Nutritionist launches Dietwise company to help families shape up
DAWN Shotton has set up community interest company, Dietwise, to give children and their parents advice on how to shape up and change their relationship with food.
Her venture is one of the first recipients of grant aid from the North-East Foundation for Women in Enterprise, a new organisation set up to support women in business.
Dawn worked as a dietician in the NHS for more than 20 years but said she became increasingly disillusioned as the workload spiralled.
“I saw the number of people needing help increasing all the time – and we didn’t have the resources to cope. Everyone was working very hard and doing their best, but we couldn’t offer the kind of comprehensive intervention patients needed. A ten-minute consultation just wasn’t enough.”
People didn’t need to be told not to eat junk food; they knew it was wrong. They needed help to change their behaviour. I felt powerless.
“It’s no good just educating children about healthy eating and a good diet. We need to get their mums and dads on board, too. By educating families – not just children – we can make a huge difference.”
So Dawn quit the NHS and set up a new company, Dietwise, dedicated to providing one-to-one support for children and, just as importantly, their families.
Dawn’s approach helps children and their parents to lead a healthier lifestyle and runs cookery and diet classes for mums and dads.
She explained: “Over six weeks I go into schools and teach children about the foods that are good for them. We learn about fruit smoothies instead of sugary fizzy drinks, how to make pizza from healthy ingredients and experiment with new fruits that many of them haven’t seen before.”
Dawn is one of several entrepreneurs who recently received a grant from the North-East Foundation for Women in Business which she used to buy a parachute showing the eat-well plate – a national healthy diet tool which highlights the different foods that make up our diet and shows the proportions we should eat them in.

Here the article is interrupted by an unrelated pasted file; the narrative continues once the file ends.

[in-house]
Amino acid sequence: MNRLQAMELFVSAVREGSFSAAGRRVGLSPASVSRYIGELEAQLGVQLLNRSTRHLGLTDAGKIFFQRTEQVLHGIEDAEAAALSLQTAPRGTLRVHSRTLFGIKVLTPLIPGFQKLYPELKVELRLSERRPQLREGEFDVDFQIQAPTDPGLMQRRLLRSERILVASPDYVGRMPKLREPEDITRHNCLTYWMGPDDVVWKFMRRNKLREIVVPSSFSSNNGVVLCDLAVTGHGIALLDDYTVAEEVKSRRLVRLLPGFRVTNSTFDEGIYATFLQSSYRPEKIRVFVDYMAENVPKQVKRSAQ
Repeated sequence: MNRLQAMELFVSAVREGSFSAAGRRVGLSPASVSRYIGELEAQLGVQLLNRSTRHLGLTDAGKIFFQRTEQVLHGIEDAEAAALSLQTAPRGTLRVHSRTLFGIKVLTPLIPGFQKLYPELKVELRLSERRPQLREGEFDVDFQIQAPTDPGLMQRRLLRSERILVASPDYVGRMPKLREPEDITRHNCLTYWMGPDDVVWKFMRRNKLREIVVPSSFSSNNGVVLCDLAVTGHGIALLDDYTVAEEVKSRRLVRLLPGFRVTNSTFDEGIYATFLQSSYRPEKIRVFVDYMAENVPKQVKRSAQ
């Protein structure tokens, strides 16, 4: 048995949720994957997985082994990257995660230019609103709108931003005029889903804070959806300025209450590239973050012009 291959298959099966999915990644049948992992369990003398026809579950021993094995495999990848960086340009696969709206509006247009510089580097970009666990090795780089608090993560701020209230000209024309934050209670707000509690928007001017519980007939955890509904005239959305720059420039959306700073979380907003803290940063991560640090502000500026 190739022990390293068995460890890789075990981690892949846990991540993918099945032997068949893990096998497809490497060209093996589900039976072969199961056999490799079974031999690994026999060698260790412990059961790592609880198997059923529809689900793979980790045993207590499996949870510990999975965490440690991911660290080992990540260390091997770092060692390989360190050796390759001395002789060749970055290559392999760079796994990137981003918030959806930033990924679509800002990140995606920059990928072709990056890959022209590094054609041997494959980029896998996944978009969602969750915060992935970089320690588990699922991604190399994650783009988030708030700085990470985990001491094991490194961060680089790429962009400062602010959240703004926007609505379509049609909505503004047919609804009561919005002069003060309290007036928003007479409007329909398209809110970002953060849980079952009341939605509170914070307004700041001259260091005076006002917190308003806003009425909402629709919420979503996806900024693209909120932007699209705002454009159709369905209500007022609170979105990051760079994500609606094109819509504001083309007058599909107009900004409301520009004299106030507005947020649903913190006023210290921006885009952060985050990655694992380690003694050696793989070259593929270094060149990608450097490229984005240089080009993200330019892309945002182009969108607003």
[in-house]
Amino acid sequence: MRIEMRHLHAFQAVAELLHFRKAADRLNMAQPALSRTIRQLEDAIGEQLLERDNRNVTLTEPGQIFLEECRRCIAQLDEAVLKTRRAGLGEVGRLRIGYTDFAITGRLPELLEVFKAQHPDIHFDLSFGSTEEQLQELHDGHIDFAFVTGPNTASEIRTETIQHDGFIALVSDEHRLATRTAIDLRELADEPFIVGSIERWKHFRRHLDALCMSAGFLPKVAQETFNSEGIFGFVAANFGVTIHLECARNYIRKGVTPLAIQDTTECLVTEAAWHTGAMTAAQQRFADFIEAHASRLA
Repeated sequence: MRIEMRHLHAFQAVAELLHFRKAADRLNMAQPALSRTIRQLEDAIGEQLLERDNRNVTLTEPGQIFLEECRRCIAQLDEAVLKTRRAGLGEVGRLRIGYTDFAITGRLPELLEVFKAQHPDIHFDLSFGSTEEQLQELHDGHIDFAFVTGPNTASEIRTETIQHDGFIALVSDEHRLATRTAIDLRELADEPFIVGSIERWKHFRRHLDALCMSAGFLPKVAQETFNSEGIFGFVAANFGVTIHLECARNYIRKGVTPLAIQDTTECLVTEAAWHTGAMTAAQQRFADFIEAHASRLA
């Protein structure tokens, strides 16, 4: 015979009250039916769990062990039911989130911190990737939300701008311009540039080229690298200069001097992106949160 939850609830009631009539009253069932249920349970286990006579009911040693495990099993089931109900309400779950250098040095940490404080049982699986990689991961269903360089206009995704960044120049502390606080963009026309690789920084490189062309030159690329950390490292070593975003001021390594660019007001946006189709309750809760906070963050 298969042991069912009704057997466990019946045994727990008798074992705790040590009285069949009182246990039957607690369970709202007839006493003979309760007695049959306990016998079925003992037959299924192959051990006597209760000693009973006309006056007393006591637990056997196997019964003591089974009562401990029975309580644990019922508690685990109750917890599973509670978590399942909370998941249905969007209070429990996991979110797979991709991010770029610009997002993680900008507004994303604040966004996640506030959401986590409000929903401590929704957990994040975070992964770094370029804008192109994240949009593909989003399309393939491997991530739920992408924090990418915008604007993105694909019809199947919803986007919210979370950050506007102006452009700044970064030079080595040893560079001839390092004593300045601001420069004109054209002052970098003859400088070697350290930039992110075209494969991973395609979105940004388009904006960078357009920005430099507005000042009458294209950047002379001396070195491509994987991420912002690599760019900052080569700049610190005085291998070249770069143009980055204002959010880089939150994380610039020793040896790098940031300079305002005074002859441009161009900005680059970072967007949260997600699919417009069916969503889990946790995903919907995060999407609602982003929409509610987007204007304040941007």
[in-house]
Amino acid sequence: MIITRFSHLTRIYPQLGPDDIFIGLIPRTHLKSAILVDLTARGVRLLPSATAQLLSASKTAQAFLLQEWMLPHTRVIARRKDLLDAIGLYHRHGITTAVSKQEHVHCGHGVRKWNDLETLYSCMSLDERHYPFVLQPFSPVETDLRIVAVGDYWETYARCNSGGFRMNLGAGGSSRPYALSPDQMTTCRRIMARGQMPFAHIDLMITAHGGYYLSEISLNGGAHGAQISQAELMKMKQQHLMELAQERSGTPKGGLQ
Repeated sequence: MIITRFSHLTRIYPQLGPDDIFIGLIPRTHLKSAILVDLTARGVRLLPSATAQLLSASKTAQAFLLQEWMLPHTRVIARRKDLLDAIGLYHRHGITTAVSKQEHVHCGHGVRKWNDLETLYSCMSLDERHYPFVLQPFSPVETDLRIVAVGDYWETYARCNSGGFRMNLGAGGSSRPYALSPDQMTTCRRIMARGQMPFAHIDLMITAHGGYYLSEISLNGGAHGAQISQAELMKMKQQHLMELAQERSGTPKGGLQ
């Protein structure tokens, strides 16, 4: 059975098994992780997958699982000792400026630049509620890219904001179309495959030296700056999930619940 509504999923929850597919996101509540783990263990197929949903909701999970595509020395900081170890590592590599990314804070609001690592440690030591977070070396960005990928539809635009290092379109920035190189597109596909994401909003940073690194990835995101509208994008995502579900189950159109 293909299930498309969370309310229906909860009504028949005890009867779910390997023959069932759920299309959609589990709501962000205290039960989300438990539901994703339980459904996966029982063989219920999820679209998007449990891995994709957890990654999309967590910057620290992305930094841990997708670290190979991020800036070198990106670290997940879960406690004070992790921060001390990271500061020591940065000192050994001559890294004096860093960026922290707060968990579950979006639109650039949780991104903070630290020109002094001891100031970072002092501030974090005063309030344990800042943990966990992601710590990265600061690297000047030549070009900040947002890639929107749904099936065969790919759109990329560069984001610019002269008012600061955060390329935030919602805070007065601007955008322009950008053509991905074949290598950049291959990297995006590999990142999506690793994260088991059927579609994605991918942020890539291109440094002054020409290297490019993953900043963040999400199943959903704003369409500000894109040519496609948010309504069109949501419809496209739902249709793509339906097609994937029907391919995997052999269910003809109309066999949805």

“It’s important when working with primary school children to make learning enjoyable. By using a play parachute, we can do some fun exercises and talk about healthy eating at the same time,” said Dawn from Hartlepool who is also an expert in the mindfulness technique for mental wellbeing.
“Mindfulness makes people more self-aware and if we think about what we are eating we tend not to eat as much. For instance, using mindfulness people often find that eating just one piece of chocolate is enough – rather than snacking on the whole bar.”
The North-East Foundation for Women in Enterprise was established last year to help women in the region who are running their own businesses. The development fund, set up with help from North East legal firm Hewitts, makes grant awards several times a year.
Other recipients of its funding include Lucy Patterson, LPH Associates, Hartlepool, for hardware to help produce a series of coaching webinars; Jacqueline Pink, a grant towards marketing and setting up a website and Julie Harrison, Inspiron Learning, Stockton, help to set up a junior engineering company that will give young people a real life experience of running their own engineering business.
Brenda Davidson, managing partner at Hewitts and a leading member of the foundation, added: “The first grant applications proved to us what a vibrant women-in-business community we have in the North-East. We are delighted to be able to support them and will be watching their progress with interest.”
For more information about Dietwise visit http://dietwise.co.uk or contact Dawn on 07928-248727.